This has to be one of the best tools I have seen for finding old maps. The United States Geological Survey (USGS) recently launched a GIS-based website that allows viewers access to more than 178,000 USGS maps, dating back to 1884. The maps can be searched by location by starting with current maps. If you like old maps as much as I do, you will want to check this out.
I first looked at the online map for the place where I spend summers in Massachusetts. I was able to find the exact location. I then clicked on the location and a list of old maps appeared. I selected the oldest, a map from 1889. The 1889 map was downloaded to my computer as a PDF file within a few seconds. Clicking on the newly-downloaded file resulted in the entire map being displayed in my PDF viewer software.
I zoomed in and in and was soon able to see a very detailed map of my neighborhood as it existed in 1889.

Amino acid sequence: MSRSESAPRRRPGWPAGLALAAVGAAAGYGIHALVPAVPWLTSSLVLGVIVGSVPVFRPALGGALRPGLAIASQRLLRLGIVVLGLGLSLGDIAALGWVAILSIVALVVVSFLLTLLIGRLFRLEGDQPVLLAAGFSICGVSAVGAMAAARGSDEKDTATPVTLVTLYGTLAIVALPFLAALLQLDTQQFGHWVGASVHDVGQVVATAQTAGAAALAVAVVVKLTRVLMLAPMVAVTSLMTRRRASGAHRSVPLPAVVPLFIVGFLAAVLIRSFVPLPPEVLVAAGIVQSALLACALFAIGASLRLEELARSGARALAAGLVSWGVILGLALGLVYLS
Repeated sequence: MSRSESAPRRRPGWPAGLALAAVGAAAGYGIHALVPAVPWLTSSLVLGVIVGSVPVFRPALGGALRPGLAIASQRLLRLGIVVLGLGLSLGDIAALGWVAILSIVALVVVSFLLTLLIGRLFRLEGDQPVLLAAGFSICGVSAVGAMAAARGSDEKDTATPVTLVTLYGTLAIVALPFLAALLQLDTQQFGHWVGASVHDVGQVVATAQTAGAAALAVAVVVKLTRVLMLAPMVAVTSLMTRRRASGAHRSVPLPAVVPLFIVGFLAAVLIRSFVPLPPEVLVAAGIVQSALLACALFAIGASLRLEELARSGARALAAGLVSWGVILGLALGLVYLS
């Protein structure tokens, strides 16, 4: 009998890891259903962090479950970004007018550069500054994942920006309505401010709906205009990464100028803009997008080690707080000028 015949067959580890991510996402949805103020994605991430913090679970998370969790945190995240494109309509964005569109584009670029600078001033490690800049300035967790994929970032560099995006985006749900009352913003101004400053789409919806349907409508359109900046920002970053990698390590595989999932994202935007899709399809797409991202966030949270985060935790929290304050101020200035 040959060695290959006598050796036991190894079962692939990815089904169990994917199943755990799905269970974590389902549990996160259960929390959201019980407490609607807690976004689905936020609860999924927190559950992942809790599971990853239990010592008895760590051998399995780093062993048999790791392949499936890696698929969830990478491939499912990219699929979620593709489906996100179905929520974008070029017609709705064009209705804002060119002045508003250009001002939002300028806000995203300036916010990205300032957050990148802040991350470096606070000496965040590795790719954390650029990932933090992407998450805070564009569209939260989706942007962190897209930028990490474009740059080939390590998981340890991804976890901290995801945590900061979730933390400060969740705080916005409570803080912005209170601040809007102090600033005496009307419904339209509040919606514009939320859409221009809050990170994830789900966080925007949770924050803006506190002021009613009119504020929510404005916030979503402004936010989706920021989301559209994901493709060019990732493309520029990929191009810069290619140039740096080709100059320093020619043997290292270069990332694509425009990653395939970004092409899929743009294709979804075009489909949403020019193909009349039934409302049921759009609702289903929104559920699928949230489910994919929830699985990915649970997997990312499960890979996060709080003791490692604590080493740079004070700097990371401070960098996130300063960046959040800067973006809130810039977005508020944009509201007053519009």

The available maps will vary. The map I looked at, a USGS map created in 1889, did not show houses. (My house wasn’t built until many years later.) However, it was interesting to see the nearby railroad tracks, a nearby pond, and several streams haven’t moved in the last 125 years. However, the name of the railroad has changed. It was shown on the map as the New York, New Haven, and Hartford Railroad. A quick search on Wikipedia shows that the railroad line, founded by J.P. Morgan, went bankrupt in 1935. That was news to me! Other railroads purchased bits and pieces of track from the bankruptcy court and the railroad line is still in operation today by another railroad company but it only carries freight.
My thanks to newsletter reader Brent Tarter for telling me about this new online resource.